It is now widely recognised that achieving and sustaining any development outcome depends on the ability of multiple and interconnected actors – governments, civil society, the private sector, universities, individual entrepreneurs and others – to work together effectively. Each set of interconnected actors whose collective actions produce a particular development outcome is a local system (or ‘ecosystem’). Improving that development outcome therefore requires an ecosystems approach.
Although innovation is a means to improving how development goals are achieved rather than an outcome in itself, the same principles apply. For innovative ideas to be efficiently generated, developed, tested and ultimately scaled for development impact they also require the coordinated, collaborative action and resources of the actors noted above – collectively referred to as the ‘innovation ecosystem’.
Innovation ecosystems can operate at multiple levels (e.g. city, regional, national) and within multiple sectors (e.g. agriculture, health, education). Because of this breadth, it can be difficult to draw meaningful boundaries around who is or isn’t part of an innovation ecosystem. It is therefore helpful to focus first on the sector and problem that the innovation is seeking to address (e.g. “low attendance rates among girls at government-run primary schools in Nairobi”) and then consider the specific actors, resources and contextual factors that the innovation will need to engage, utilise or influence to be impactful.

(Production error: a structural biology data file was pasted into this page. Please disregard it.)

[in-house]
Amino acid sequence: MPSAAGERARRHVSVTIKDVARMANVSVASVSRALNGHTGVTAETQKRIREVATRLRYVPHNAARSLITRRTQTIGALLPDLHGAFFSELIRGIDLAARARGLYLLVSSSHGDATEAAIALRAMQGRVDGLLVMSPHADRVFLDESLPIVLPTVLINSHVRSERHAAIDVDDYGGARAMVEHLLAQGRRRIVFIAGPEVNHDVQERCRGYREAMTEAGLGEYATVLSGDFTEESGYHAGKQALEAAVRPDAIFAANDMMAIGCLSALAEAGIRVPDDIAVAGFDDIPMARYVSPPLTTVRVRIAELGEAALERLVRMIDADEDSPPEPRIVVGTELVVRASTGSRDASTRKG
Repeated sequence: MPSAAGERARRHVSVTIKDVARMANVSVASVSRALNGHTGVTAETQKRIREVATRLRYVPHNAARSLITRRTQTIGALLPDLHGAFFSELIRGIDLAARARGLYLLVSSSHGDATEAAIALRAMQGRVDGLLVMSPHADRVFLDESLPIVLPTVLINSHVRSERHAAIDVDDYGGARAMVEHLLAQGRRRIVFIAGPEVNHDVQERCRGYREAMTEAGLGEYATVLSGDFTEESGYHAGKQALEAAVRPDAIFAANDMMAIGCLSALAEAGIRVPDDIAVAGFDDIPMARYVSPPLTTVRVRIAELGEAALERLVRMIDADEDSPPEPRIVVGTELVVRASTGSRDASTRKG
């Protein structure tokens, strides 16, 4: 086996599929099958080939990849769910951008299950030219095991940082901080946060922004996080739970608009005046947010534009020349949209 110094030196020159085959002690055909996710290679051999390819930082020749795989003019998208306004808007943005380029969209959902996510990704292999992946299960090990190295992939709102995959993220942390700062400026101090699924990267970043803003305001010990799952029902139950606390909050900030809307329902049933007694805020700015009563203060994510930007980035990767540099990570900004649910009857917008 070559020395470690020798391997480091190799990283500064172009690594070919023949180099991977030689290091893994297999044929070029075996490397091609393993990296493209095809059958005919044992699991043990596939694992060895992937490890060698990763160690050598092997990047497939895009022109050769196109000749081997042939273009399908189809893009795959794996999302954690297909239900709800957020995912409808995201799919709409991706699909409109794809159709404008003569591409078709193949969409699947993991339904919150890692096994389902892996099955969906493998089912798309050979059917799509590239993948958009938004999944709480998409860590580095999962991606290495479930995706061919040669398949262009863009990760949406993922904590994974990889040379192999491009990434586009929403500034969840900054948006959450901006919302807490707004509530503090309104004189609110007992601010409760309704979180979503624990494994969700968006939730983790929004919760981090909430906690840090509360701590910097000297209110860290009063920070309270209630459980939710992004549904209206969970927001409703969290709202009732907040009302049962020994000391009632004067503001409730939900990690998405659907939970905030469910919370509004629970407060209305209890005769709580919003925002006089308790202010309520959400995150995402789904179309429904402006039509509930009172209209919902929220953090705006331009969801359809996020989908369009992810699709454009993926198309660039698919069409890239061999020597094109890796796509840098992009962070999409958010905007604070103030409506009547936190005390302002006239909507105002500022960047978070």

Adopting an ecosystems approach to innovation recognises that:
- An innovation ecosystem is made up of different actors, relationships and resources who all play a role in taking a great idea to transformative impact at scale;
- The effectiveness of each part within the innovation ecosystem is moderated by other parts of the system (e.g. entrepreneurs depend on being able to access financing)
- A change to one part of the innovation ecosystem leads to changes in other parts of the innovation ecosystem (e.g. an increase in internet connectivity will accelerate the design and testing of new technologies)
Some innovation ecosystems will already be well-functioning and will require little support. Others will be problematic due to fragility, inequity, conflict, corruption, weak institutions or political stagnation. Because ecosystems are dynamic, traditionally strong ecosystems can also decline in response to external factors. But even when local systems are weak, contested or perverse, there will likely be actors or locations committed to reform. It is important to identify and find ways to support these nodes of reform, as they are the poles around which strong and sustainable systems can emerge.